This Instructable outlines the construction of an indoor hydroponic system, which is a design project by a team of four First Year Engineering Science students from University of Toronto. The system is conceptual and experimental, and has not been tested in actual use. It uses the NFT technique to grow plants in PVC gutters. The system is designed to grow plants by a window that does not have table already. If a table is present, the frame can be easily modified to sit on the table. Any suggestions from people more experienced with hydroponics would be appreciated!

Step 1: Parts and materials list

Most of these parts can be bought at a Home Depot or equivalent. The pump, the tubes, and the "tee"'s might require access to a hydroponics supply store. Items such as the nutrient solution, growing baskets and medium depend on what you want to grow.
- A submersible pump with at least 5' head ( we used an EcoPlus Submersible Pump - 132 gph)
- 10' flexible vinyl tubing, 5/8'' outer diameter, 1/2" inner diameter.
- Three 1/2" plastic "tee" connectors.
- Two 10' traditional style PVC gutter. We designed the frame to be used with Canadian guttering, which have different dimensions than the USA equivalent.
- Nine 8' pieces of 2x4 lumber
- 3" wood nails
- Carpenters glue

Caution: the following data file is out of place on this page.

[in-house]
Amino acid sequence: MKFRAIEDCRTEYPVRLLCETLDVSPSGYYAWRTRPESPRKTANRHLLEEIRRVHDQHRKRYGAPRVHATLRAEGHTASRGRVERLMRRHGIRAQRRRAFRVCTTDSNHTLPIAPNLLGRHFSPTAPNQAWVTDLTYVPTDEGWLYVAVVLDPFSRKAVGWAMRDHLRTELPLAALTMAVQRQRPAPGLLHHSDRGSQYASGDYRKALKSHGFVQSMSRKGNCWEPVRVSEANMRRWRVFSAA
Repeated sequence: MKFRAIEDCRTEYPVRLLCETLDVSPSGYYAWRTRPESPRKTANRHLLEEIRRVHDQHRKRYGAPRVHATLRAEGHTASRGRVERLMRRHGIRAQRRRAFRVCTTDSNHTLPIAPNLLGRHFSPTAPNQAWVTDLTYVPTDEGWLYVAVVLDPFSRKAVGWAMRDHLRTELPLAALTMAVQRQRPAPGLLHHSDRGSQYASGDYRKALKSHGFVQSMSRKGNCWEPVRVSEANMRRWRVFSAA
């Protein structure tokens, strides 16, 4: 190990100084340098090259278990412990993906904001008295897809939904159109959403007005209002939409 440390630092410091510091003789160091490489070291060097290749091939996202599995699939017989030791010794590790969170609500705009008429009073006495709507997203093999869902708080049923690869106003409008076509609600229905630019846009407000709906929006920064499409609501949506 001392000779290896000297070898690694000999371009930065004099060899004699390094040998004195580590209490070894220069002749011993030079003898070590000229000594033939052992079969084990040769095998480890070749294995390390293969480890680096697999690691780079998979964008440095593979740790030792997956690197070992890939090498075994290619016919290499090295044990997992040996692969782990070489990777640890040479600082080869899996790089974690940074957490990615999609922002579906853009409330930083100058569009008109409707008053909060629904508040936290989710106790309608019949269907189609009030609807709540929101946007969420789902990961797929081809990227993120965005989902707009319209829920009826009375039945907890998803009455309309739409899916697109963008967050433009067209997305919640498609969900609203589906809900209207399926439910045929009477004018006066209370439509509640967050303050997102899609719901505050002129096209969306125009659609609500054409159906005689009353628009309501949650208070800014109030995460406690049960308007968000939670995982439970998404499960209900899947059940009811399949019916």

- Corrugated plastics (Optional: if you prefer to have the gutter covered)
- Water reservoir (Optional: any suitable container will do)

The total cost of this design ranges from $90 to $130, depending on the amount of resources the users have that can be used in building this system.
<p>awesome work keep it up...keep growing and experimenting!</p>
<p>what size were your grow baskets?</p><p>Great project, I constructed something similar. </p>
How do you keep algae from growing with open top gutters?
Yes, The side to side drain is the most efficent. Also, how about . . . less angle too from left to right and top tray to bottom tray, then as soon as it runs off (into a container at the same level as the bottom tray) the &quot;solar powered&quot; 12v pump can run the water back up. Less angle=easier to pump the water back up. With a rechargeable battery backup (maybe?) it could be continuous.
I seen one similar to this only it was capped at each end and a tube ran from the top right to the one below it, then from that one on the left to the one below it. So it more or less made a serpentine effect. I allowed for more water and nutrients to stay in the trough for a longer period of time. I think the water was controlled by a timer as well.

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